In 2020, most people equate Christianity with morality. Many people see this as a great victory for the church, but Jesus’ prayer was that we would be known by our love for one another. That’s in the gospel of John.
Jesus spent very little time teaching the moral don’ts – don’t go here or there or associate with him or her, or drink or eat this or that. Heaven help us, there are still gads of people in the church who believe Jesus was primarily concerned with cleaning up people’s behavior, so we could be set apart as holy.
We’ve set ourselves apart alright. I’d be the first to agree that he cared (and so too should we) about what we look like after we’ve been with him, but his idea was that it would show in our actions and attitudes. He was always about change happening from the inside out and understood such a process would show on the outside over time.
The best kind of morality (the kind that doesn’t force itself on anyone or ever deign to judge others in haughty condescension) comes from within a person, not without. Having searched and known our own hearts, we surrender to a better way, and allow God to change us from within. Lord, help me be more patient. Help me to be kind to this person that brings out the parts of me I’d much rather never see. Help me to forgive. Again. This becomes our manner of prayer, instead of asking God to make the person we struggle with a more bearable version of themself. We ask God to search us and try us and know our anxious heart and see if there is any hurtful way in us, that he may reveal it and lead us in a new way that is everlasting. From Psalm 139.
Jesus is like a master coach. A lesser teacher, perhaps in a hurry to see things done, covers the hand of the one they have charge of and writes for them as they first learn their letters. Jesus has a different method. He shows us the letters – how each is unique and necessary – how they sound and fit together to make words and wisdom and poetry and even life when we speak them into each other’s hearts like we know we were meant to. We want to know them as he does. He wins us to them and we learn them because we want to, understanding what a gift they are to us.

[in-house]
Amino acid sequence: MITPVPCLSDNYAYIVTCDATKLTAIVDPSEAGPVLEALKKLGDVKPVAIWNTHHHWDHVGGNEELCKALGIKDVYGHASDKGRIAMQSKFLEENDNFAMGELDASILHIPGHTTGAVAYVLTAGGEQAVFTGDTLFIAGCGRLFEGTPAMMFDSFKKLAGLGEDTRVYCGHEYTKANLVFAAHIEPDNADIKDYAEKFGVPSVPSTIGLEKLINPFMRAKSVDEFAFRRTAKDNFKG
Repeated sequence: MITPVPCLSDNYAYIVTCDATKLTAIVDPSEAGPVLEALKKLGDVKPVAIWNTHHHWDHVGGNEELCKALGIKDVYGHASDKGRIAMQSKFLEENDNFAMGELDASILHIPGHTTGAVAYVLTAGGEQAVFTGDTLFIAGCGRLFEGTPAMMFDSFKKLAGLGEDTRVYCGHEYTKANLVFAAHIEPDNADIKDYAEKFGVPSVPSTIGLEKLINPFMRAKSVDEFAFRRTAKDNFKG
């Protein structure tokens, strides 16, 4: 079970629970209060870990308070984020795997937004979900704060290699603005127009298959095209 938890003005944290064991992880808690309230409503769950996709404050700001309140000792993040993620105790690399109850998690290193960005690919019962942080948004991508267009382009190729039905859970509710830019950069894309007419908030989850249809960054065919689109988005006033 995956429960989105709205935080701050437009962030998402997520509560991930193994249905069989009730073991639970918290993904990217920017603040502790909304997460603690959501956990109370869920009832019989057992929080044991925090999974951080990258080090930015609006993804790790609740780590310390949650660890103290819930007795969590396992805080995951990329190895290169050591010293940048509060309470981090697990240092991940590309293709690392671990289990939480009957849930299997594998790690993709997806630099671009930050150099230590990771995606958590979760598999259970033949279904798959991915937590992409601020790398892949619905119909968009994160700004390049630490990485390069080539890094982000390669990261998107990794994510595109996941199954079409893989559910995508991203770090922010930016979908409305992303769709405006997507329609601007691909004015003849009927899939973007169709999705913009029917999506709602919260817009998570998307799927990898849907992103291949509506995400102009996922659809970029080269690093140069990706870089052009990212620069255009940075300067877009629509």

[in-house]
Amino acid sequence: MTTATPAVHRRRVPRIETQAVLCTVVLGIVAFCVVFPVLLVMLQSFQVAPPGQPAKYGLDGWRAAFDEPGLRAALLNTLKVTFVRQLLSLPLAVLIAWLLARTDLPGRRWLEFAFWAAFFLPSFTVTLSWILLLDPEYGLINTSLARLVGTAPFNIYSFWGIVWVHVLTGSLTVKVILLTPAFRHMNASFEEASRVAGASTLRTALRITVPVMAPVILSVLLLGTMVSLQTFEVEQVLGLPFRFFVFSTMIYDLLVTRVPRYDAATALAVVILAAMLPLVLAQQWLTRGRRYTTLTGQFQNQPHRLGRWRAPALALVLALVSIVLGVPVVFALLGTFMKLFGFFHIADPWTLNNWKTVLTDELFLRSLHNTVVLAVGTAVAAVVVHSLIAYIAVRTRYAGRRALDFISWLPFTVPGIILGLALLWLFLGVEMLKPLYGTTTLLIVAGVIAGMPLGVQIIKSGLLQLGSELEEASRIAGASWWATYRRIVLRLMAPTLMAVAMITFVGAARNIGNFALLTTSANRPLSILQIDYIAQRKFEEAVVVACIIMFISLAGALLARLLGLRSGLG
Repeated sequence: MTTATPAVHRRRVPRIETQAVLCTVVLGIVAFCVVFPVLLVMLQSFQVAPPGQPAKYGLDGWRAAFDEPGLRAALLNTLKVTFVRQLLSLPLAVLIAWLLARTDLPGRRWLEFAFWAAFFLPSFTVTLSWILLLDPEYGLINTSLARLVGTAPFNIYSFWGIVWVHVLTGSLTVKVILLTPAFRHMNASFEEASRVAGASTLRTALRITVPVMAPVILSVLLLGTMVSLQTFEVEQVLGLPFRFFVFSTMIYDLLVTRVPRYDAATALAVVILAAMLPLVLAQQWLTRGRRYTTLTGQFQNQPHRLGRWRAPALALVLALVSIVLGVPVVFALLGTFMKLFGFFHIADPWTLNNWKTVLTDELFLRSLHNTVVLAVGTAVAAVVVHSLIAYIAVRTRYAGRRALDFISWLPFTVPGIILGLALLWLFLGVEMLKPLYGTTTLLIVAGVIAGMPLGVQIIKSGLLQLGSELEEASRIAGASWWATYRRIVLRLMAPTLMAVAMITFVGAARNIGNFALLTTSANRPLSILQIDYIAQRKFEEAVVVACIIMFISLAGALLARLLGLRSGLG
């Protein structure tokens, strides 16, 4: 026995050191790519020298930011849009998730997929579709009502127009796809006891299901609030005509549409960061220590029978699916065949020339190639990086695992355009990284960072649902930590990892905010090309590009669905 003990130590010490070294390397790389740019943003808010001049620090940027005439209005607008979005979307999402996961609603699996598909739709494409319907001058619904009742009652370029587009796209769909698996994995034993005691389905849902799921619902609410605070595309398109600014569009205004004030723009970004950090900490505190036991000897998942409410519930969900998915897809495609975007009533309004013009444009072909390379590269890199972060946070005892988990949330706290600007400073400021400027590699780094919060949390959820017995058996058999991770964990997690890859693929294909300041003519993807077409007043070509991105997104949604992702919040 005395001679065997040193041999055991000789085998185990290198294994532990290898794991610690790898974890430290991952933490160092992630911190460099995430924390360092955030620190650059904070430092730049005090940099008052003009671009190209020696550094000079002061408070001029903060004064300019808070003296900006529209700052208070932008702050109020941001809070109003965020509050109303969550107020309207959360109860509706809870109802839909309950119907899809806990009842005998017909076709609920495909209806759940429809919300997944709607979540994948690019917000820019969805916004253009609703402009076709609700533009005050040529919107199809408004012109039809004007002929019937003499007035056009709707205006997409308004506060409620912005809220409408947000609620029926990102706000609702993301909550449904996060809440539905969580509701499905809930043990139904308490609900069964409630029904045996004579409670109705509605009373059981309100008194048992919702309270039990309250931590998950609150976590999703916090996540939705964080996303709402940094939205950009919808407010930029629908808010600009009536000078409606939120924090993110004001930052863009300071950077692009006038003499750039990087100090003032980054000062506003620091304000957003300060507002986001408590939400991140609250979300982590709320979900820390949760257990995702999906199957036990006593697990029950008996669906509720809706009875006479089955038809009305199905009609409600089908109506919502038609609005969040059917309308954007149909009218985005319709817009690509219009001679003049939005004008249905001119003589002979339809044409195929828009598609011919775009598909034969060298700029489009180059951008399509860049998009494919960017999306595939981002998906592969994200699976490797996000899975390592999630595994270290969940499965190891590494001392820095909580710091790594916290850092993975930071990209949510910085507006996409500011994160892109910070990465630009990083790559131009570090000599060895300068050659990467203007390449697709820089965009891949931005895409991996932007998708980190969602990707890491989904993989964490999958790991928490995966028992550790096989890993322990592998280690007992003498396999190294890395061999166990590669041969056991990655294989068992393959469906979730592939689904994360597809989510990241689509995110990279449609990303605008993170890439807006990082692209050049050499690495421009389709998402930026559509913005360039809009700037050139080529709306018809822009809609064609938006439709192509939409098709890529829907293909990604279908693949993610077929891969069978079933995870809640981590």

We don’t see a record of Jesus pounding things into people, but rather drawing the best out of them. We believe in what Jesus has explained about who he is, and why he came, and God fills us with his Spirit, who challenges us daily to do things his way, not ours.
It’s like having a vet cone around our neck – our days of navel gazing must come to an end.
Love without exception. Forgive without hesitation. Give without reservation. Honor others as greater than ourselves.
With Jesus, it’s ALWAYS about loving others well and loving God well. The doing of those two things “sums up the whole book,” he explained.
So I’m going to blog about a few of the things that have been harder for me than others in this walk of surrender to Jesus’ ways. Things like forgiveness, giving beyond my means, loving the poor, disagreeing with honor and respect, being loyal, being authentic, and sharing my life with whoever needs it most at any given time.
I’ll start with forgiveness, so check in soon. Let me know if there are issues that you’re still struggling with and I’ll try to communicate what I’ve learned thus far. I don’t profess to have all the answers, but we each have pieces of the puzzle that will help things come into focus if we share.
Love to you!